Thursday, March 06, 2008

Dates With the Kids

Today, Nicolas took Gillen with him on produce deliveries in Atlanta. On the way home, Nicolas bought himself a new notebook (his last one had been duct-taped together one too many times) and Gillen decided that it was time to move his own duck/turkey(and someday quail) business into a three-ring notebook as well. He had been using a small handmade wooden book that has seven pages and was made at a book fair. I loved it very much but can see that it has been outgrown. Here they were tonight, while I made space around them to serve dinner, excitedly filling in facts and figures in order to track the progress of their businesses, taking pride in the order of their lists, labeling their new dividers, sharing their numbers. I am so glad that Gillen had Nicolas for this endeavor.
On the other side of the family, on long rides to and from his new Thursday classes, Jesse and I had the chance to do what we do best together - have long, meandering conversations that move from how our minds work to Calvin and Hobbes,to Elizabeth the First's father's many wives... to a theory about islands to the new smoothie-filled cupcake that Jesse plans to "invent" later this week. He asked questions, made the connections, added the seven year old humor and practiced his newly learned crochet stitches while we babbled, no one there to roll their eyes or imply that we should be quiet by raising the radio volume.

Anyone remember my less than stellar moment on the day when it was time to sign up for these classes - where I lost sight of the value of Renaissance-living-history and crochet, an hour's drive away, or rather, thought I could teach them right here? Especially if Gillen didn't want to take classes as well...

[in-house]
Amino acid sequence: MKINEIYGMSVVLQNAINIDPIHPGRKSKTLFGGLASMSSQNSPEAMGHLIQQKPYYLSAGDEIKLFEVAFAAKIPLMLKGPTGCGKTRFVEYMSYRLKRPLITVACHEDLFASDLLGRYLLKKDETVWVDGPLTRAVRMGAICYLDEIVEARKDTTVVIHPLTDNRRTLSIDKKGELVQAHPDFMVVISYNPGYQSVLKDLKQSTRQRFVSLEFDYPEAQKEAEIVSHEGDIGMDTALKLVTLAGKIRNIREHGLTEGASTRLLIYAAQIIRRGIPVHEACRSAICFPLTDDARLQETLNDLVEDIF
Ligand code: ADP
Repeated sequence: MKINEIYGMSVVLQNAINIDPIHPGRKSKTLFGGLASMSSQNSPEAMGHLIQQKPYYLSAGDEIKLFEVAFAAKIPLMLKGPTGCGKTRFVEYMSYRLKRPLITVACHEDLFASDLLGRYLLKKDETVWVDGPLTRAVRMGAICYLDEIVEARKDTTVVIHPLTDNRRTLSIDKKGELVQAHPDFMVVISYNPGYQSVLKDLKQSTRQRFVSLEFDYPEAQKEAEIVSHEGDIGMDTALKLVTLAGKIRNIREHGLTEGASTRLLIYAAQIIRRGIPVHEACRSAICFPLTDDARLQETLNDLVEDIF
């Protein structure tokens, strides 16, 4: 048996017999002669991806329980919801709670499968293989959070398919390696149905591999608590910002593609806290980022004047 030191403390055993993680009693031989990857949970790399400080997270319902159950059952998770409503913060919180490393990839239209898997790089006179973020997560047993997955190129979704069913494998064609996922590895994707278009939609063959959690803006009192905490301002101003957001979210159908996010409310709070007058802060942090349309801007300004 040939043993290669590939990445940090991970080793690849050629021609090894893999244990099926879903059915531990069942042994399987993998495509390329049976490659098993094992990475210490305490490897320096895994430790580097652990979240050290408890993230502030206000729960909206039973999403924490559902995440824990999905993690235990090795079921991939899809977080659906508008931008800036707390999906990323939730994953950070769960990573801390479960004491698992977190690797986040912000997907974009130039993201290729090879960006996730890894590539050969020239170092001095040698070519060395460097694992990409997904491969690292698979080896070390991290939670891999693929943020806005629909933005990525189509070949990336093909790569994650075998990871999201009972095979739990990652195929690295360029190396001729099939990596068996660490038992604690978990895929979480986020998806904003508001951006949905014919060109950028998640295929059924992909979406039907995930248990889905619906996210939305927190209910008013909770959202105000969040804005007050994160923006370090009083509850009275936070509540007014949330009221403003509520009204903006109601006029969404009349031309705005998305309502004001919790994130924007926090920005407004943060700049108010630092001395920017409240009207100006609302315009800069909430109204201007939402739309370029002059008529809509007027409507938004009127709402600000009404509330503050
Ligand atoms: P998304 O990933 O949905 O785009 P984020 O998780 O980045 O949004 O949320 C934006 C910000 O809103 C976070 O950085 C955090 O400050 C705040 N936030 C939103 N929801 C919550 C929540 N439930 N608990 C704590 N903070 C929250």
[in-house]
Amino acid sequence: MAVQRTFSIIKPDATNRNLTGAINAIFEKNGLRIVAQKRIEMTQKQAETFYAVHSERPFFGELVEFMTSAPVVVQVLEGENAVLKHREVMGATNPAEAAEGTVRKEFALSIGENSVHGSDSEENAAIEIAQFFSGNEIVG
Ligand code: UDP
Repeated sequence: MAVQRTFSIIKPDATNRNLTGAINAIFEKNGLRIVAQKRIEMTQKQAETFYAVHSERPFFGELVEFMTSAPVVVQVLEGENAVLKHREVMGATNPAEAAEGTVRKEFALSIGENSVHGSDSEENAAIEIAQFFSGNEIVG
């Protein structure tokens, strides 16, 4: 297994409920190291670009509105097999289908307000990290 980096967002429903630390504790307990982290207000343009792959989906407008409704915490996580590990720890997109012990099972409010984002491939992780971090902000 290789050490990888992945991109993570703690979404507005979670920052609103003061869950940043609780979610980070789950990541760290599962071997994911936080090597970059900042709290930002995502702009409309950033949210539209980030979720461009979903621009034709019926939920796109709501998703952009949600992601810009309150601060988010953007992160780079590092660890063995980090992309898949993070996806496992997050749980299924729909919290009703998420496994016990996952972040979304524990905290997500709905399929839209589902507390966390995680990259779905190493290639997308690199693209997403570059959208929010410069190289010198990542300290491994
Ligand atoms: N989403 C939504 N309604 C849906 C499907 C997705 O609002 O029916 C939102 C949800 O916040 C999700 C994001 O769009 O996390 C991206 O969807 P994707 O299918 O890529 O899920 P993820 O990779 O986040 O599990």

Thank goodness my kids know what they need and know how to get it. It really seems to work when we keep our agenda out of their way, trust, and give them the resources they need when they need them.


mindy said...

Oooh...I love this little peek into your everyday lives! The notebook organization thing...that is so me! I love tabs and categories and lists, what fun!

Tamar Orvell said...

I learned few useful lessons earning a master's degree in early childhood education. Among them:

1 Set out materials, preferably plastic (meaning open to use in creative applications) ... simple musical instruments, papers, colors -- paints, clay, pencils, crayons -- blocks, boxes, fasteners, books, and endless other raw supplies.

2 Offer lots of encouragement and support (mostly to ensure safety)


Sounds as though you were in that program with me. Why wasn't everyone who lives with, works with, is responsible for kids' learning;-)?

Madeline said...

Great list, Tamar. Wouldn't it be cool if that simple list were applied to older kids' education as well?

Tamar Orvell said...

Madeline, I share your thought. The "early childhood" part of my degree is immaterial, irrelevant.

Regarding older kids, younger kids, adult kids, kids kids: Aside from minor differences, the distinctions are pretty meaningless. The principles remain the same. Bottom line: respect each learner's interests, needs, learning style, and timing, and then support, guide, and encourage as appropriate.

Evidently too simple for the gurus (whose agenda lie elsewhere).